A recent article by the Economist tried to explain the connection between city boundaries in the USA, municipal annexation and its implications for metropolitan governance and economic development.  [See: Economist – Why American Cities Are So Weirdly Shaped]

The articles draws on extensive research by David Rusk (see book: Suburbs: A Census 2010 Perspective) which argues that there is direct relation between fragmented metropolitan areas and poverty.

Rochester NY, where I live, sees a similar disconnect between its impoverished downtown area (City of Rochester – population 210,000 – poverty rate 33%) and the much more affluent suburbs (6 towns – population 289,000 – average poverty rate under 8%).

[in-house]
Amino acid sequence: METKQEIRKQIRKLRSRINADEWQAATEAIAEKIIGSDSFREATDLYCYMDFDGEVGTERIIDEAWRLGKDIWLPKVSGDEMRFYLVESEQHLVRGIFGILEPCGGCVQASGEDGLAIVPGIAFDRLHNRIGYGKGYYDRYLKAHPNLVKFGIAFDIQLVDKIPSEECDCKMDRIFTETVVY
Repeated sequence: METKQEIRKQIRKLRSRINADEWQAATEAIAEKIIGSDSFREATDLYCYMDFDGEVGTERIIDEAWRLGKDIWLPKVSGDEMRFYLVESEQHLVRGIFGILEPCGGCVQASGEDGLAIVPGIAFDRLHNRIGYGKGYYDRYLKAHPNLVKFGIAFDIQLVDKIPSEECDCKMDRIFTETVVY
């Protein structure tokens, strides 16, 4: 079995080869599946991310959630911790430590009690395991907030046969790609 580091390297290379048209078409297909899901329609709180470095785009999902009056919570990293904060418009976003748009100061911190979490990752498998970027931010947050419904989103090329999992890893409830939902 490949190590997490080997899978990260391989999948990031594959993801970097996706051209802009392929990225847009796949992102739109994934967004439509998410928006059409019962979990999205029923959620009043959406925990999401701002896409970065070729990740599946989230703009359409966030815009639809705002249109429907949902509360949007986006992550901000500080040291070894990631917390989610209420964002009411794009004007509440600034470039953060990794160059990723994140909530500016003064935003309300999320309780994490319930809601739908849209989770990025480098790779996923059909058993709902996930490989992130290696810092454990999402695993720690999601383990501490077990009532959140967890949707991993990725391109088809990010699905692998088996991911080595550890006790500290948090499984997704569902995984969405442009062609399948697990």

There is a strong argument for towns/cities coming together (cooperatively or through annexation), thus cutting down on duplication of services, and better dealing with systemic economic development issues (like crime, unemployment, poverty, transportation, education, etc.).